Wednesday, July 23, 2008

BMJ Articles on Tackling Aging (Update)

As I noted 2 weeks ago, my latest paper on tackling aging come out in the BMJ. And this was the first time I have been contacted by media to talk about something I have published. And so the past two weeks have been very interesting in terms of opening my eyes even further to the challenges longevity science faces. So I thought I would write down a couple of these thoughts and reflections here.

Firstly, support for legitimate longevity science is hampered by the vast number of products currently being sold as "anti-aging" therapies without any science to substantiate their claims. See here, for example. And thus one has to be very careful when convincing people that (1) aging is something that ought to be retarded (as it increases our risks of morbidity and mortality); and yet at the same time convince them that (2) we might actually be able to slow human aging and yet (3) none of the current products being sold on the market have been demonstrated to do this (indeed, they might be harmful). The latter point is emphasized, for example, in this excellent piece in the Scientific American by Jay Olshansky, Leonard Hayflick and Bruce A. Carnes.

Now if one is pressing (as indeed I am) (1) and (2), it is of course understandable that people will be want to do something about aging (and thus be tempted to violate (3)). But when asked "So what can I do to slow aging?" my response is "(a) support increasing the amount of public funding we invest in the biology of aging and (b) encourage linkages between different fields of research-- from genetics and evolutionary biology to engineering and statistics". Well, as you can imagine, many people will find that answer rather flat! They want the solution and they want it now (today)! The same is true about climate change. Few people have an interest in being told the best solution is investing in new R&D and might be long-term. Patience never was a human virtue. But Rome wasn't build in a day.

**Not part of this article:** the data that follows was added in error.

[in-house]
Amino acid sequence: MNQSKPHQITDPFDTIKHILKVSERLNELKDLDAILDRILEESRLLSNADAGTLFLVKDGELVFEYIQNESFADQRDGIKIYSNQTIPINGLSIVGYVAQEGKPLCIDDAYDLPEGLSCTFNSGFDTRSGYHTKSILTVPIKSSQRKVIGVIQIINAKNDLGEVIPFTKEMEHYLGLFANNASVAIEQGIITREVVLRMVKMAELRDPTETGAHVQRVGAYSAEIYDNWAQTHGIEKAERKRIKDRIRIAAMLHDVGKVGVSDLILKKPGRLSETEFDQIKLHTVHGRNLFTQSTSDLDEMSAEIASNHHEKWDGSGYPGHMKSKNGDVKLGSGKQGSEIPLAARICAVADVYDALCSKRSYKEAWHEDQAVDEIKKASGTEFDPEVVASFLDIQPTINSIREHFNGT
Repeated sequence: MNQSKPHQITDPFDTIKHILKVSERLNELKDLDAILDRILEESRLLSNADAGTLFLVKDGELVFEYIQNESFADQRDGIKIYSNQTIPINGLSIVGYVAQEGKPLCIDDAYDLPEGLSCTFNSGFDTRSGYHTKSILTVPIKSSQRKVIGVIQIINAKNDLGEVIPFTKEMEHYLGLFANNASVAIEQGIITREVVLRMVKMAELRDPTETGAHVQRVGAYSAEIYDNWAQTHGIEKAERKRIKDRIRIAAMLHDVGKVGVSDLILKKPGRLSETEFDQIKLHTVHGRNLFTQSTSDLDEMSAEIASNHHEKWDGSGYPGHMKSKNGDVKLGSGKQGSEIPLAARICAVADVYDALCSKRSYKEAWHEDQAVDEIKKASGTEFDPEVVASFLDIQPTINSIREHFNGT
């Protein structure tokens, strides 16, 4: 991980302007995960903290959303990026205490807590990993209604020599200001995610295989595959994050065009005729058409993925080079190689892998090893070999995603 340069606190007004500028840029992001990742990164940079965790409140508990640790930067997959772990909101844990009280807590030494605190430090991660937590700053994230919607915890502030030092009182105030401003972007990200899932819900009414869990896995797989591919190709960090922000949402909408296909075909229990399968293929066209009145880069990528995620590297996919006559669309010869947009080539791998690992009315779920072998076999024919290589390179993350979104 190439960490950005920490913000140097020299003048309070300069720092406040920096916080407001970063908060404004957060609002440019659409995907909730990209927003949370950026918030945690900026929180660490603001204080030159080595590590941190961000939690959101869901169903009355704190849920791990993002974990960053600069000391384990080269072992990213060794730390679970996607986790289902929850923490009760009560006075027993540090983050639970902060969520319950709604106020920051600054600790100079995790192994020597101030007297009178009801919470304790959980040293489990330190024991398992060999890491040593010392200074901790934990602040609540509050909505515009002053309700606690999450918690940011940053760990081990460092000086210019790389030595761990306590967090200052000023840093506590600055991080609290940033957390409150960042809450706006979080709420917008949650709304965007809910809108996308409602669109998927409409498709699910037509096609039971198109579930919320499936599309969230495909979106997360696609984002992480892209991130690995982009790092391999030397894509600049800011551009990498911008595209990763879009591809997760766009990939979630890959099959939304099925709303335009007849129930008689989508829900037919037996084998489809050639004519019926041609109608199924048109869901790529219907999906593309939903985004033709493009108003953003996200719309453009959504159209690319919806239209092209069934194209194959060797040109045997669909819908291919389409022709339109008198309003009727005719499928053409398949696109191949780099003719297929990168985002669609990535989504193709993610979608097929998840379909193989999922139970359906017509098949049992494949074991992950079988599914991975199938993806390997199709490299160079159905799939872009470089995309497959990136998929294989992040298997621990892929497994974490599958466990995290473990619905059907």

Now with regards to retarding human aging (unlike climate change), the time-frame for success might actually be a decade or two. Recall my previous post here, that the first anti-aging molecule will be tested in humans this year. Things are moving fast. So while people need to be convinced of (1) and (2), we also need to caution them about trying to find solutions in the wrong places (turning to "alternative" medicine). Otherwise more and more money will be wasted on inefficacious products rather than on basic scientific research. And so reviving our optimism for scientific research is extremely important when it comes to longevity science.

Another issue that arose from some interviews concerns healthy lifestyle. One interviewer asked me what I do to stay healthy. And I responded that "I exercise, watch what I eat, I don't smoke, and limit my consumption of alcohol". Of course this is then appears in print as things I do to "slow my own aging", and only until a longevity pill is created. Of course I did not say that. Healthy lifestyle does reduce the risk of disease but there is no basis for saying it actually modifies the processes of aging. Calorie restriction does, but I would not recommend any person pursue that severe lifestyle as a means of extending their health span. Healthy lifestyle is very important (as I have noted many times here, here and here), and it would not be replaced by the creation of a longevity pill. But the latter may also prove to be a very effective way of delaying and preventing the diseases of aging. And so, like exercise and diet, it should be part of the strategy of preventative medicine.

And finally, the BMJ has a "Rapid Response" feature which permits readers to comment on articles. And the response I received is one I often encounter when I talk about the aspiration to retard human aging. Surprisingly the comment is from a GP, who says: